There are some interesting threads and articles on the subject of duplicate content. I'm going to point to some now, and see if I can find some more later (It's getting late).

For instance, Shari Thurow's article: Duplicate Content In The Search Engines overs the situation when people try to use more than one domain name for the same site - to capture when people try to type in a company name into a browser address bar. She recommends using a 301 redirect from the secondary domain name to the primary site.

Another article, from problogger.com, covers when a site attempts to use RSS feeds to aggregate content on a specific topic from more than one blog, and how that can harm traffic to the original blog - see: RSS Abuse, Duplicate Content and Parasite Websites

A Wilson Web article quotes some thoughts from Mike Grehan, on content that is shared by different divisions of the same company, and reproduced on their web sites. See: Reusing Web Content without Getting Penalized Mike provides some interesting observations there on legitimate reasons for companies sharing articles, and offers a couple of good suggestions, but ultimately suggests the idea of using a robots.txt file for duplicated content to avoid potential penalties.

This similar page checker was interesting:

http://www.webconfs....age-checker.php

I ran the homepage of my blog against the bloglines RSS feed, and it told me that the bloglines RSS display was 26.132045088567% percentage similar to the blog's homepage.

Google's patent on Detecting duplicate and near-duplicate files makes for some good reading on the subject. Here's a snippet that I found interesting:

In the context of a search engine, the present invention may also be used during a crawling operation to speed up the crawling and to save bandwidth by not crawling near-duplicate Web pages or sites, as determined from documents uncovered in a previous crawl. Further, by reducing the number of Web pages or sites crawled, the present invention can be used to reduce storage requirements of downstream stored data structures. The present invention may also be used after the crawl such that if more than one document are near duplicates, then only one is indexed. The present invention can instead be used later, in response to a query, in which case a user is not annoyed with near-duplicate search results. The present invention may also be used to "fix" broken links. That is, if a document (e.g., a Web page) doesn't exist (at a particular location or URL) anymore, a link to a near-duplicate page can be provided.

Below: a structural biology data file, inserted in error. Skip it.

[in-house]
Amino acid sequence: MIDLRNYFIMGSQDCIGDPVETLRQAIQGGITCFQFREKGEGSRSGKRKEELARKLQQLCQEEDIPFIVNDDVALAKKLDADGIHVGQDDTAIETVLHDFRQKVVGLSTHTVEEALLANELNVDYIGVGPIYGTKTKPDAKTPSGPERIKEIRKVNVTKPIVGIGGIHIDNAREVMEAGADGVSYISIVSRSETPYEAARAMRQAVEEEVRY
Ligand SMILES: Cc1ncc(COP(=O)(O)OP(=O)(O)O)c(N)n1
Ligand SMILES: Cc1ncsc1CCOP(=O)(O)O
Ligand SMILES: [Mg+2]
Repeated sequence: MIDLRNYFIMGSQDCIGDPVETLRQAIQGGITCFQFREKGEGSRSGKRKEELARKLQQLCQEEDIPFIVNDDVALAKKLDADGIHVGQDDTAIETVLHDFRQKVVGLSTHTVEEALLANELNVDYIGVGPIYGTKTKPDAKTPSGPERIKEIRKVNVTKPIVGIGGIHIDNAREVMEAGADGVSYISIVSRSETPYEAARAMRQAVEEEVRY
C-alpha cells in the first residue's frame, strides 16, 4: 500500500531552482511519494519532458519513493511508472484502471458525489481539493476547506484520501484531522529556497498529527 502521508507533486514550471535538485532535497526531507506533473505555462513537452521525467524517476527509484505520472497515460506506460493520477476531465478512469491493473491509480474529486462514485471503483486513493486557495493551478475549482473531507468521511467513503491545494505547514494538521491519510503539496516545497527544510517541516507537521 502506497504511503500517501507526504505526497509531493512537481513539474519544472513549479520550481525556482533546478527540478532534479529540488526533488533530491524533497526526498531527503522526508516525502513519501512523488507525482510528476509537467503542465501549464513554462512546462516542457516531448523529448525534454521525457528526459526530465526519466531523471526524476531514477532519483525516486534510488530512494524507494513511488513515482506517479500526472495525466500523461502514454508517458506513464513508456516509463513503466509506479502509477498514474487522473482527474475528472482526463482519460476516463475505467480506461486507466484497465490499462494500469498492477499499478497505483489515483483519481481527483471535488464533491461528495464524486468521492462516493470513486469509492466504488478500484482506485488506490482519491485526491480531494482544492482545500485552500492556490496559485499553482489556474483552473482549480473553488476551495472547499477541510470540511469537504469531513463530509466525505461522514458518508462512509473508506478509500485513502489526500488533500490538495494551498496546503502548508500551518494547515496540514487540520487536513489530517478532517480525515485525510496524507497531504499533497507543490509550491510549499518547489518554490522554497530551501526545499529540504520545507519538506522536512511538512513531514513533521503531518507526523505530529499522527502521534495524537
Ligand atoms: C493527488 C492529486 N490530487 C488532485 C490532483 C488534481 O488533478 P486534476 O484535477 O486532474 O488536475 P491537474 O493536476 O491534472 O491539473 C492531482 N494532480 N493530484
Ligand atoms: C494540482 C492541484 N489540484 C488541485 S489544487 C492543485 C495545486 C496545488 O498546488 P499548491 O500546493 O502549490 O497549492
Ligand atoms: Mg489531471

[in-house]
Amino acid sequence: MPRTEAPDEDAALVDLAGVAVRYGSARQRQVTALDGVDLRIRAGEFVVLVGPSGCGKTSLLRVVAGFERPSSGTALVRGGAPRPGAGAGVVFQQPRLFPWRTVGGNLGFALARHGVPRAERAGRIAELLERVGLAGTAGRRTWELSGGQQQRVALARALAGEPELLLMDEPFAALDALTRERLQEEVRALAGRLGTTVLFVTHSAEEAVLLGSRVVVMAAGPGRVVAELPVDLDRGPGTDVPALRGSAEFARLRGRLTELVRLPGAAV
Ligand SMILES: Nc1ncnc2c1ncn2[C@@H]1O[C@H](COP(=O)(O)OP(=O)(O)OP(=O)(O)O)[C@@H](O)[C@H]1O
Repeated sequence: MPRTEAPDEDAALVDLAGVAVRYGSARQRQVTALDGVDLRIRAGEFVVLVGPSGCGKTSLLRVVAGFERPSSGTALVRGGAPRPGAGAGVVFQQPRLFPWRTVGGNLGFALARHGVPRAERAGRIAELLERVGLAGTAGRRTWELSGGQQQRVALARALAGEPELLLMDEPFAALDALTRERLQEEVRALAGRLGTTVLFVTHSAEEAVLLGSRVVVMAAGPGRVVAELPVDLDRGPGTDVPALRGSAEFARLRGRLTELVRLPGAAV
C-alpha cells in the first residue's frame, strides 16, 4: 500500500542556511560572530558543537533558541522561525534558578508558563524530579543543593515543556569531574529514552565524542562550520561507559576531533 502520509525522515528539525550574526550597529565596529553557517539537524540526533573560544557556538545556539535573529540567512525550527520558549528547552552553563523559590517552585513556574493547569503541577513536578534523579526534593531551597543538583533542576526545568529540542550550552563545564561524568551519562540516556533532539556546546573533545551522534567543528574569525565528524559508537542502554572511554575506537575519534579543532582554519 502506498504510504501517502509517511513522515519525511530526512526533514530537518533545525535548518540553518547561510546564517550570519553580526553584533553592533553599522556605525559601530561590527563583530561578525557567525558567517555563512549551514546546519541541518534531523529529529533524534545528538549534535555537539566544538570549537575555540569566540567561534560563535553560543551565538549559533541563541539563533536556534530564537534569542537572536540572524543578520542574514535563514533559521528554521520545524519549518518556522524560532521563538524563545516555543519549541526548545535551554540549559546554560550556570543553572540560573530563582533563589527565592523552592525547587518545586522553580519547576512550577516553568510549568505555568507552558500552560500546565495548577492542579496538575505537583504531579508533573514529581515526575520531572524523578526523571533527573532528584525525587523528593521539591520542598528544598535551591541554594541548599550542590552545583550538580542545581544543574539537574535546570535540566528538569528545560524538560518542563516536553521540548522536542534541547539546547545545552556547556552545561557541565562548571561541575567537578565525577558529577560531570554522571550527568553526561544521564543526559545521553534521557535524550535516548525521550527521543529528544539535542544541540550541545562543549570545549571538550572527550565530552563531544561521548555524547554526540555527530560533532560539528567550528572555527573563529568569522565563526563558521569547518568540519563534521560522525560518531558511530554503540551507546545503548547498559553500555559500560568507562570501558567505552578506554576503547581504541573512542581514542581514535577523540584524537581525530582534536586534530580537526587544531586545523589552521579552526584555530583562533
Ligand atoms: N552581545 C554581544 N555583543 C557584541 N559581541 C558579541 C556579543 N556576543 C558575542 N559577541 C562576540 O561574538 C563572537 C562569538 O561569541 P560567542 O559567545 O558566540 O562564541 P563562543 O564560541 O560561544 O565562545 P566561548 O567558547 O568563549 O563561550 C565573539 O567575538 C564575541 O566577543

#4 Grumpus

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Posted 11 February 2005 - 04:55 AM

1. Except for many mirrored sites, most pages won't have exactly the same content. Usually there will be a different header, footer, and navigation system upon pages that show the same body content. But, if there is a percentage of similarity that might trigger a duplicate content filter, what would that be?


Google seems to like to break pages down into chunks. If your search term appears wholly or mostly in your navigation, header, or other common elements of your site, then the duplicate content filter can kick in at very low percentages - maybe even 10%.

Before going too deeply into the other questions, though, I'm going to suggest that your problem, Bill, may be something else, entirely. Let's start with this...

What comes up when you put in your blog name and a keyword from a specific article from your site rather than just the name alone?